Tubulointerstitial Nephritis

Posted by e-Medical PPT Saturday, November 6, 2010
Tubulointerstitial nephritis is inflammation that affects the tubules of the kidneys and the tissues that surround them.Tubulointerstitial nephritis may be acute or chronic, and it often results in kidney failure. It may be caused by various diseases, drugs, toxins, or radiation that damages the kidneys. Damage to the tubules results in changes in the concentrations of electrolytes in the blood or in problems with the kidney's ability to concentrate urine. There are two parts of the kidney tubules, the proximal and the distal. When the proximal tubule is damaged, the normal reabsorption into the blood of sodium, potassium, bicarbonate, uric acid, and phosphate may be altered, resulting in low levels in the blood of these substances. Injuries to the distal tubule are usually associated with a loss of urine-concentrating ability and polyuria.
The most common cause of acute tubulointerstitial nephritis is an allergic reaction to a drug. Antibiotics such as penicillin and the sulfonamides, diuretics, and nonsteroidal anti-inflammatory drugs (NSAIDs)—including aspirin —may trigger an allergic reaction.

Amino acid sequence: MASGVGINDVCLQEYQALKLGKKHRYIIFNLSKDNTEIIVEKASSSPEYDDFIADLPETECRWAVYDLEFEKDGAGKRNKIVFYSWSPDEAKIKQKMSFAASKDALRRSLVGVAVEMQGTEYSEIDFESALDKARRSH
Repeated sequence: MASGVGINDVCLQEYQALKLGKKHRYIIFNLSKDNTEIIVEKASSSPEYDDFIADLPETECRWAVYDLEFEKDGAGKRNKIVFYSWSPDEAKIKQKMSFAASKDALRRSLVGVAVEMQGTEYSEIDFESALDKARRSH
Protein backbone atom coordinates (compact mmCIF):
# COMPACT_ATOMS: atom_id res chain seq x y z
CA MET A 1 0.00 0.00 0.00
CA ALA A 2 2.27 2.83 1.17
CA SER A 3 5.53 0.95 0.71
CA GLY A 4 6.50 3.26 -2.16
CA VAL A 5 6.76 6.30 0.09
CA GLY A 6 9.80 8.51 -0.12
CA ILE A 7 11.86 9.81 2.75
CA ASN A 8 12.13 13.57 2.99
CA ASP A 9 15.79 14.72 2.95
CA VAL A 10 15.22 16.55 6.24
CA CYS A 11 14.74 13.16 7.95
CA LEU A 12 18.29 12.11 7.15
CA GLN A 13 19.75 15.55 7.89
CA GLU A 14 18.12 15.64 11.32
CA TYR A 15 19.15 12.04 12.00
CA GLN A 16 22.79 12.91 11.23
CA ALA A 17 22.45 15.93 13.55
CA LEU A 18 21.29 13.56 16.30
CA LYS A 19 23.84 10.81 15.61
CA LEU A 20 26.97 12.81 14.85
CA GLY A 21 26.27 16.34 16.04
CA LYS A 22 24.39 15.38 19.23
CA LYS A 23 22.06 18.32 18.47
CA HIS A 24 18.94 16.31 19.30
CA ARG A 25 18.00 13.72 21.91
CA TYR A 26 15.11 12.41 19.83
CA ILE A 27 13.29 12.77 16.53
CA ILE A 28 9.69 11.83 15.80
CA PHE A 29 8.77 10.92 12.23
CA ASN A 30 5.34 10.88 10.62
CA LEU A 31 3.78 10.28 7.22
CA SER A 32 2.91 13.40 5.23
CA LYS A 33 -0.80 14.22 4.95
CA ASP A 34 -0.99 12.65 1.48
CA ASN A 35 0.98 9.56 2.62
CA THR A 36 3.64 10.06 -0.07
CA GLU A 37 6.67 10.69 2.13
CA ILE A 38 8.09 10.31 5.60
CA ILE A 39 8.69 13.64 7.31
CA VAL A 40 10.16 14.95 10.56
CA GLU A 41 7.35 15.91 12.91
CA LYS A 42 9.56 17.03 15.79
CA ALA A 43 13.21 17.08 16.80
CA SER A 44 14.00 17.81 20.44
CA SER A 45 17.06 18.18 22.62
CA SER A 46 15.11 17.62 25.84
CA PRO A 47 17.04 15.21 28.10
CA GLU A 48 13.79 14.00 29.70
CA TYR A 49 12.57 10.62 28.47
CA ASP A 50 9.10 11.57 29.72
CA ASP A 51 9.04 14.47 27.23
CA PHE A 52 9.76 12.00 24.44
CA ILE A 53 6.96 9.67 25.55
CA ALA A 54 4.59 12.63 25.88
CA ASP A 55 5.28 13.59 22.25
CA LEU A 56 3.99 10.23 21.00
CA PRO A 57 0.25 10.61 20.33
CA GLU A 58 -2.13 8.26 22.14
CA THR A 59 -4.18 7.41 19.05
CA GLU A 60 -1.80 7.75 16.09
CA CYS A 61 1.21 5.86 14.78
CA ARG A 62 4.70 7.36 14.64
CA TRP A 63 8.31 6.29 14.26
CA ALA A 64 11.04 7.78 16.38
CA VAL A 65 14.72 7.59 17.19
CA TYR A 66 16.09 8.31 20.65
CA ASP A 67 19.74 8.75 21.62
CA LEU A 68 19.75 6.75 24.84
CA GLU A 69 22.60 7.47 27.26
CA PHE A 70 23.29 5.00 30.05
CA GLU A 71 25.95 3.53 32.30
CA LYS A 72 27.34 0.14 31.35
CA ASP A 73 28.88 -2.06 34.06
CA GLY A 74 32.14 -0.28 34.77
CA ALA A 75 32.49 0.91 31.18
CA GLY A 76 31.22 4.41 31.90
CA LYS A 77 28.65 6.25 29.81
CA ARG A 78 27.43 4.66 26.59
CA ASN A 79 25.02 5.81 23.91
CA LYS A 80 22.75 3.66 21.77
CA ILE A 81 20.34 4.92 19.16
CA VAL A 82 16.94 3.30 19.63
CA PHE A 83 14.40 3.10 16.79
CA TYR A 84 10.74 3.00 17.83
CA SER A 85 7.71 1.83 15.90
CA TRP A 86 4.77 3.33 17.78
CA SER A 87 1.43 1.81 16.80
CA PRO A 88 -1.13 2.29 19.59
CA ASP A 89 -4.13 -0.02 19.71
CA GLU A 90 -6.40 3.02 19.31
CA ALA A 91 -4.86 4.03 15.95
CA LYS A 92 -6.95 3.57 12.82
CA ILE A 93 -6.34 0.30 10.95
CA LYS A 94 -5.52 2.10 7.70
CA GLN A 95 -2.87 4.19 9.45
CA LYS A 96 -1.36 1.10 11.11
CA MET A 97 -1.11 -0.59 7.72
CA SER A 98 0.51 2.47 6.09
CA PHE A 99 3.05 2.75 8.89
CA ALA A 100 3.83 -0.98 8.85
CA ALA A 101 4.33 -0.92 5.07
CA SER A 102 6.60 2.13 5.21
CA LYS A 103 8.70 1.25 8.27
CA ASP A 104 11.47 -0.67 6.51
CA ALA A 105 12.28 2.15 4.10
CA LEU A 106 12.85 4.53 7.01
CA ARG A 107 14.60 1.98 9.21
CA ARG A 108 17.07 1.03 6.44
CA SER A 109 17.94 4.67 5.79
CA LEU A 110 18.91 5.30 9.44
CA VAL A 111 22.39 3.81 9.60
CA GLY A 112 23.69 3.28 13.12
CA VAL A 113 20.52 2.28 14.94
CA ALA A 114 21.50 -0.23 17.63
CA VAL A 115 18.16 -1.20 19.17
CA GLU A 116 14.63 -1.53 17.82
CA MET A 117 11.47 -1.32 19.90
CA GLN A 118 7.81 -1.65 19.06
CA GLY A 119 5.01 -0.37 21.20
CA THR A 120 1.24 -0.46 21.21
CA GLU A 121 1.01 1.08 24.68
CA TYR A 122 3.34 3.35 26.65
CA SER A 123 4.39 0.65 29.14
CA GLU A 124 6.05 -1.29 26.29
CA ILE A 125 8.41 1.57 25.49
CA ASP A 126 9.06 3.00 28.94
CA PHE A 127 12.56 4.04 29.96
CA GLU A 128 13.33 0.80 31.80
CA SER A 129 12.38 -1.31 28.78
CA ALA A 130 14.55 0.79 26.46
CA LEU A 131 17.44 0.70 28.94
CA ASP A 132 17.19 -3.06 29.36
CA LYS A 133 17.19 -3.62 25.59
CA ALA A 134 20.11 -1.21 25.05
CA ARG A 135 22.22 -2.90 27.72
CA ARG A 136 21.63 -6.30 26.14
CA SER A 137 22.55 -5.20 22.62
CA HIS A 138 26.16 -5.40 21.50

Drugs can also cause tubulointerstitial nephritis through nonallergic mechanisms also.
Pyelonephritis can also cause acute or chronic tubulointerstitial nephritis.
Kidney function usually improves when an offending drug is discontinued or treatment of the underlying disease is effective, although some kidney scarring is common. Treatment with a corticosteroid may speed the recovery of kidney function when the disorder is caused by an allergic reaction. If kidney function worsens and kidney failure develops, dialysis is usually needed. In some cases, the damage is irreversible, and kidney failure becomes chronic.

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